113/365: Munchable Mindfulness

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I am beginning to think all of one’s life can be told through the setting and breaking of resolutions.

I started to think about this while frying doughnuts for breakfast. I have recommitted to low carb now that the holidays are over—but I am not very good at self-discipline, and my only rule is keep it below 100 grams of refined carbs. So doughnuts are not technically off limits as long as the rest of the day is not wanton.

And fresh doughnuts—fried on the stove top while the coffee perks and the baby runs around, drained on your own paper towel, dusted in cinnamon and sugar, served warm with coffee and a juicy clementine or two—are just worth it to me.

There is something sumptuous, a unique and irreplaceable experience, about real food eaten slowly, thoroughly enjoyed. I blame the library book, the truly terribly titled Life is Meals by James and Kay Salter, that I picked up two days ago. The endless descriptions of freshly made caesar salad dressing and intimate dinner parties and charmingly random tidbits of culinary history are driving me to drink. And food. Literally.

IMG_9881It’s ok. It’s a nicely solid, oppositional bookend for my low carb manifesto living. If I can exist somewhere between the two, I’ll be a happy camper since I love food almost as much as my body clearly loves being lower carb.

But low carb is only one of the good lines I aspire to toe. There are other areas of my life (and house) that require some attention. For example, when you greet your spouse in the evening with a calculated Notice anything different? and the correct answer is you both got dressed today it’s probably time to work a bit on the old home/life routines.

I actually had a good cleaning routine going for a while, thanks to my handy (and aptly named) HomeRoutines app. We got derailed when Iris was learning to walk. She was no longer happy in the carrier or in her bouncy seat, but she wasn’t mobile enough to keep up. Now she’s confident enough on her feet to do a little independent play while I sweep or wash windows… as long as I’m quick.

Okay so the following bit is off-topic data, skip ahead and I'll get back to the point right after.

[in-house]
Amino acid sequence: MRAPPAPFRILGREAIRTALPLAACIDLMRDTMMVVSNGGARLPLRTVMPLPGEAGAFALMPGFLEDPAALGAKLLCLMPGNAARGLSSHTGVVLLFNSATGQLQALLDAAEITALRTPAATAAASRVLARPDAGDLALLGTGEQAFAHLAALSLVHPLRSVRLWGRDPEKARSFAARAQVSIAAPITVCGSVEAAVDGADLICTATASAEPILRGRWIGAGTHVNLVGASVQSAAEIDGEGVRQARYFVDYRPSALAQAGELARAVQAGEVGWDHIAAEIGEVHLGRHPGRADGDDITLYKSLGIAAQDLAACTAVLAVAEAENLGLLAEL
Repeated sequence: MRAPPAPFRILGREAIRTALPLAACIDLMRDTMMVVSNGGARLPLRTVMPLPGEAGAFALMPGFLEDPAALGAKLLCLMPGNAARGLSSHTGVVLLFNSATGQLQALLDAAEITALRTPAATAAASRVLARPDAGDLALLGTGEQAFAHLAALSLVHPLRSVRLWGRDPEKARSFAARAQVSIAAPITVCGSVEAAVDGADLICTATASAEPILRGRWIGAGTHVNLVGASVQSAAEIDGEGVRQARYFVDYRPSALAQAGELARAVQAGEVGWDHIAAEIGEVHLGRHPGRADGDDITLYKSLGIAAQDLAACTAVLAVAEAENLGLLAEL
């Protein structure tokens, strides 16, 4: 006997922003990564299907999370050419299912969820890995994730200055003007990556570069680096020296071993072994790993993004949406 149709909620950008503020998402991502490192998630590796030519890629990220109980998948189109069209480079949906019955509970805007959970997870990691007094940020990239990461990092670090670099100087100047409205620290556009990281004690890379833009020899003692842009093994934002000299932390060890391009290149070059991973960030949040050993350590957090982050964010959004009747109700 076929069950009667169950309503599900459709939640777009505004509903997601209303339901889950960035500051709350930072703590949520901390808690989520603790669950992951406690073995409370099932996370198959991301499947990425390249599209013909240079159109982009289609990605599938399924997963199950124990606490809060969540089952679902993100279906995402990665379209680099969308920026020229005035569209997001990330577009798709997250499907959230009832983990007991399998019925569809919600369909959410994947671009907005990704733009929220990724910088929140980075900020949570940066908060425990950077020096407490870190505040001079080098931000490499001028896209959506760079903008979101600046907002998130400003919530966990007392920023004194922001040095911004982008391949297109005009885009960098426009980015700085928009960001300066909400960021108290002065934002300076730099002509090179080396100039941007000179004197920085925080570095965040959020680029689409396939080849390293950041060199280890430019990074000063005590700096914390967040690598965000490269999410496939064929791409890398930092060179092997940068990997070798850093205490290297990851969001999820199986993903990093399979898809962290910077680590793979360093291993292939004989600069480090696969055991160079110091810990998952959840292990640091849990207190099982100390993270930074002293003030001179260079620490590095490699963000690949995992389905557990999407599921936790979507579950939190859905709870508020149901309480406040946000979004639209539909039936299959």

And we have our evening routines too. Two weeks of scratchy throats and runny noses bungled that one. But I’ve started to get a few of my evenings back, and Carl is planning to start back at the gym next week. Hopefully I’ll be able to get back in a writing groove soon.

It’s a work in progress.

In the mean time we snap pictures and munch doughnuts and cultivate an appreciation for the now, the things-that-are, the half-finished and well-intentioned and maybe-somedays.

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2 thoughts on “113/365: Munchable Mindfulness

  1. I remain sort of on the fence about the whole low-carb revolution. As a dancer, I spent my teen years dieting, and therefore witnessed first-hand the low-fat craze of the 90’s. You know, back when a white bagel with jam on it was “health food” because it was a fat-free snack. And yet, there were people who got very thin on the program. And plenty of people who messed themselves up. Extremes just seem, well, extreme to me. I think I’m staying a little more on the whole foods, “run from chemicals and modern laboratory food” end of the spectrum (plus Coke slushies, which aren’t low-carb, but they ARE low-fat 😉 ).

    • Ha. Well, clearly I’m not very hardcore in the low carb department. I was quite impressed by the science in Taubes’s Good Calorie, Bad Calorie, though; and for me the proof was, as they say, in the pudding of 6 months eating this way. I’m not very good at diets, and I don’t have time to exercise much… But I feel good and stay at a more healthy weight this way. In the day to day, of course, there’s a lot of overlap because most of the over processed crap also tends to be full of corn products and sugar. But if you ever feel like taking a research project on, I would be super curious to hear your thoughts about Taubes’s book.

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